1997, and $300 USD in 2006 (BLI 2010, p. 1)), chicks are taken from 
virtually every accessible nest on these islands (Widmann et al. 2010a, 
pp. 21-22). A researcher observed that in the 1980s, up to 10 
Philippine cockatoos were trapped per day (Tabaranza 1992 in BLI 2001, 
p. 1685).
    In recent years, several programs to combat the poaching problem, 
such as public awareness programs and the rehabilitation and release of 
confiscated parrots were established by the PCCP to support the 
conservation of the Philippine cockatoo. PCCP started these awareness 
programs to educate adults and children in villages near areas where 
the birds are concentrated. The programs use the Philippine cockatoo as 
a flagship species for conservation, especially with children, because 
the image of the endemic Philippine cockatoo is unique (Widmann et al. 
2010, pp. 21-22). PCCP focuses in areas where this species is found in 
the wild, such as the CMRPA, to educate the local communities in an 
attempt to reduce poaching. In 2005, on Palawan Island, PCCP began an 
initiative specifically targeted towards anti-poaching in the CMRPA. 
Former poachers were identified and converted into wildlife wardens. 
This ``conversion'' practice is common in developing countries that 
have human populations that rely heavily on forests and wildlife for 
their survival (Cribb 2006, p. 3). These converted poachers-now-wardens 
safeguard the nesting trees, and patrol and monitor inside CMRPA in the 
southwest region of Palawan (Widmann et al. 2010).
    Because illegal trade is difficult to monitor and quantify, it is 
unclear to what extent poaching for the pet trade is affecting this 
species. Considering that in the early 1990s, the population was 
estimated to be only between 1,000 and 4,000 birds (Tabaranza 1992 and 
Lambert 1994b in BLI 2001, p. 1681), relatively high numbers were 
legally traded internationally in the 1980s (e.g., 422 reported in 
1983; BLI 2010, p. 1). This species is still is being poached in the 
wild (Widmann et al. 2010).
    Although we are unsure of the magnitude of the pet trade and its 
effect on the survival of this species, several reports describe how 
poaching is still a problem for parrot species, particularly in poorer 
countries (Dickson 2005, p. 548; http://www.philippinecockatoo.org, 
accessed February 14, 2011). In areas with extreme poverty, poaching 
can be a lucrative and relatively risk-free source of income (Dickson 
2005; Cribb 2007; Widmann et al. 2010c, p. 22). In many cases, poachers 
have limited income prospects (Widmann et al. 2010a, p. 37). A common 
conservation practice is to provide poachers with alternative sources 
of income. After the benefits of species and habitat conservation are 
explained to them, they are generally receptive to resource 
conservation and ultimately gain a sense of stewardship of the 
resources. This technique has been effective in the past, but it is 
resource-intensive and has only a localized effect.
    PCCP also broadcasts local radio programs raising conservation 
awareness. For example, in August 2010, they broadcast an interview 
regarding wildlife trade and a recent confiscation in Palawan (Widmann 
et al. 2010c, p. 73). Conservation-focused radio programs have occurred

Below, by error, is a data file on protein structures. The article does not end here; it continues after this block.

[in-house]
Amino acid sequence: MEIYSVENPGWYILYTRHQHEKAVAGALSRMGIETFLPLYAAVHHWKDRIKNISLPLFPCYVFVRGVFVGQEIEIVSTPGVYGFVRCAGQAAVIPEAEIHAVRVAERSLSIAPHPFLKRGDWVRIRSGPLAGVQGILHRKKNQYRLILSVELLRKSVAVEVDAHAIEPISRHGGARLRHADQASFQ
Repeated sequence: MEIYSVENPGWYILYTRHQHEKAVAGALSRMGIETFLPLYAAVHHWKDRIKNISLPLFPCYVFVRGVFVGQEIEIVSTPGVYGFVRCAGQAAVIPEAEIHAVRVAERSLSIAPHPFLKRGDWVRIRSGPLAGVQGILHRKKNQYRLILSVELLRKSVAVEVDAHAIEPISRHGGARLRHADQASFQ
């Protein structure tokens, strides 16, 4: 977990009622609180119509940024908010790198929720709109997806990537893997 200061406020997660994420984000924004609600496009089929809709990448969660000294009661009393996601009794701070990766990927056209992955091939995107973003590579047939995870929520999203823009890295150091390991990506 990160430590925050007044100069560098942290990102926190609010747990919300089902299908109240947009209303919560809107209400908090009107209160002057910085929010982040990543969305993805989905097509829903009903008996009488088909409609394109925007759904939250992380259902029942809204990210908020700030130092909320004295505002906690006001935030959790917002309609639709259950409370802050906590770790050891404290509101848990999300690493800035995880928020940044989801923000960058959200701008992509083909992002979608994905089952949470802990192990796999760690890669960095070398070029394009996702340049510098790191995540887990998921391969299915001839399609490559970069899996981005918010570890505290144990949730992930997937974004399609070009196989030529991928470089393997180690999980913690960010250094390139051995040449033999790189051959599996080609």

here since 1996 (Boussekey 2000, p. 140). However, even with these 
education and conservation measures in place, poaching still occurs in 
the Philippines (Widmann et al. 2010c). Based on the available 
information, and the relatively small number of Philippine cockatoos 
remaining in the wild, we find that poaching for the pet trade in the 
Philippines is a threat to the Philippine cockatoo throughout all of 
its range.
International Trade and CITES
    The Philippine cockatoo was transferred to CITES' Appendix I in 
June 1992 because populations were declining rapidly due to 
uncontrolled trapping for the pet bird trade. Refer to the Factor B 
discussion above under the crimson shining parrot for additional 
information about CITES. An Appendix-I listing includes species 
threatened with extinction whose trade is permitted only under 
exceptional circumstances, which generally precludes commercial trade. 
The import of an Appendix-I species requires the issuance of both an 
import and export permit. Import permits are issued only if findings 
are made that the import would be for purposes that are not detrimental 
to the survival of the species in the wild and that the specimen will 
not be used for primarily commercial purposes (CITES Article III(3)). 
Export permits are issued only if findings are made that the specimen 
was legally acquired and trade is not detrimental to the survival of 
the species. (CITES Appendix III(2)). These two findings made prior to 
issuance of a CITES permit are designed to ensure that international 
trade in a CITES-listed species is not detrimental to that species.
    An exception to permitting requirements for international trade of 
Appendix I species exists specimens originating from a CITES-registered 
captive-breeding operation. Under the exception in the CITES Treaty and 
Resolution Conf. 12.10 (Rev. CoP15), specimens of Appendix-I species 
originating from CITES-registered captive-breeding operations can be 
traded for commercial purposes, and shipments only need to be 
accompanied by an export permit issued by the exporting country. An 
import permit is not required because these specimens are treated as 
CITES' Appendix-II species. There is one CITES-registered captive-
breeding operation in the Philippines that is authorized to export